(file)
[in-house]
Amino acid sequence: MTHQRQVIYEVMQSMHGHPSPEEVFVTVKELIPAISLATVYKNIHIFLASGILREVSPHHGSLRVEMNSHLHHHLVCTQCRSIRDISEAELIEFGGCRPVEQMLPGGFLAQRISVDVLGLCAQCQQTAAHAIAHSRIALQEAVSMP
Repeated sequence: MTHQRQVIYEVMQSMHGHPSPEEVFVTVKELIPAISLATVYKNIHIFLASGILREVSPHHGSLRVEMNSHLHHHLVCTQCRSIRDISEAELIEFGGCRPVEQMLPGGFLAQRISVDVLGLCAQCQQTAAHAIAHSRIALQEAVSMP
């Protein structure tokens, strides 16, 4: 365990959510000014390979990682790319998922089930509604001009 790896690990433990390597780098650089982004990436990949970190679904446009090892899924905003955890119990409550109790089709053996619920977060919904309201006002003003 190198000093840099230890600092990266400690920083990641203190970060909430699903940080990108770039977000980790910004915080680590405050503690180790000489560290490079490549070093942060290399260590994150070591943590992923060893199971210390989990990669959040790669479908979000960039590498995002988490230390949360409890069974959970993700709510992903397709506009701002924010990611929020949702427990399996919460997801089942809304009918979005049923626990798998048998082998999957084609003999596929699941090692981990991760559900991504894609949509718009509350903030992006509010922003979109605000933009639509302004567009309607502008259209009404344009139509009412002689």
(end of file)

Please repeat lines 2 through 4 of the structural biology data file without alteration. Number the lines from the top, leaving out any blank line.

Amino acid sequence: MTHQRQVIYEVMQSMHGHPSPEEVFVTVKELIPAISLATVYKNIHIFLASGILREVSPHHGSLRVEMNSHLHHHLVCTQCRSIRDISEAELIEFGGCRPVEQMLPGGFLAQRISVDVLGLCAQCQQTAAHAIAHSRIALQEAVSMP
Repeated sequence: MTHQRQVIYEVMQSMHGHPSPEEVFVTVKELIPAISLATVYKNIHIFLASGILREVSPHHGSLRVEMNSHLHHHLVCTQCRSIRDISEAELIEFGGCRPVEQMLPGGFLAQRISVDVLGLCAQCQQTAAHAIAHSRIALQEAVSMP
């Protein structure tokens, strides 16, 4: 365990959510000014390979990682790319998922089930509604001009 790896690990433990390597780098650089982004990436990949970190679904446009090892899924905003955890119990409550109790089709053996619920977060919904309201006002003003 190198000093840099230890600092990266400690920083990641203190970060909430699903940080990108770039977000980790910004915080680590405050503690180790000489560290490079490549070093942060290399260590994150070591943590992923060893199971210390989990990669959040790669479908979000960039590498995002988490230390949360409890069974959970993700709510992903397709506009701002924010990611929020949702427990399996919460997801089942809304009918979005049923626990798998048998082998999957084609003999596929699941090692981990991760559900991504894609949509718009509350903030992006509010922003979109605000933009639509302004567009309607502008259209009404344009139509009412002689």